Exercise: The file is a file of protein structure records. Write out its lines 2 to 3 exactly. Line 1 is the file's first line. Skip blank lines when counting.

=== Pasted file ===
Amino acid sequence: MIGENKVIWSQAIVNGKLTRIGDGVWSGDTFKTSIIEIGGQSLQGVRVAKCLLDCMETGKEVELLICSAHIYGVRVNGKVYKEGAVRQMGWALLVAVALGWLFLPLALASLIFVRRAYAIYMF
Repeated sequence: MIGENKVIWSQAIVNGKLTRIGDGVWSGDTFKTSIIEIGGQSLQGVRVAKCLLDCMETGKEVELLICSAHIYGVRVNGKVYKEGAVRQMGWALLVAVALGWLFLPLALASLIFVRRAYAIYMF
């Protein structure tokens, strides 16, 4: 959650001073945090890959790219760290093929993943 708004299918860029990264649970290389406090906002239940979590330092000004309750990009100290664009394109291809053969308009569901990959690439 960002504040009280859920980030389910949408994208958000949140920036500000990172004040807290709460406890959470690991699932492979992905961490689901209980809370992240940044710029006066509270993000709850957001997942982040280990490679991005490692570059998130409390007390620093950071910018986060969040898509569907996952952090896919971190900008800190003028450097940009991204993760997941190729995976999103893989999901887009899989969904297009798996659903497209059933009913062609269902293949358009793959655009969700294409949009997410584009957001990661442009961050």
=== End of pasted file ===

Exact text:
Repeated sequence: MIGENKVIWSQAIVNGKLTRIGDGVWSGDTFKTSIIEIGGQSLQGVRVAKCLLDCMETGKEVELLICSAHIYGVRVNGKVYKEGAVRQMGWALLVAVALGWLFLPLALASLIFVRRAYAIYMF
């Protein structure tokens, strides 16, 4: 959650001073945090890959790219760290093929993943 708004299918860029990264649970290389406090906002239940979590330092000004309750990009100290664009394109291809053969308009569901990959690439 960002504040009280859920980030389910949408994208958000949140920036500000990172004040807290709460406890959470690991699932492979992905961490689901209980809370992240940044710029006066509270993000709850957001997942982040280990490679991005490692570059998130409390007390620093950071910018986060969040898509569907996952952090896919971190900008800190003028450097940009991204993760997941190729995976999103893989999901887009899989969904297009798996659903497209059933009913062609269902293949358009793959655009969700294409949009997410584009957001990661442009961050």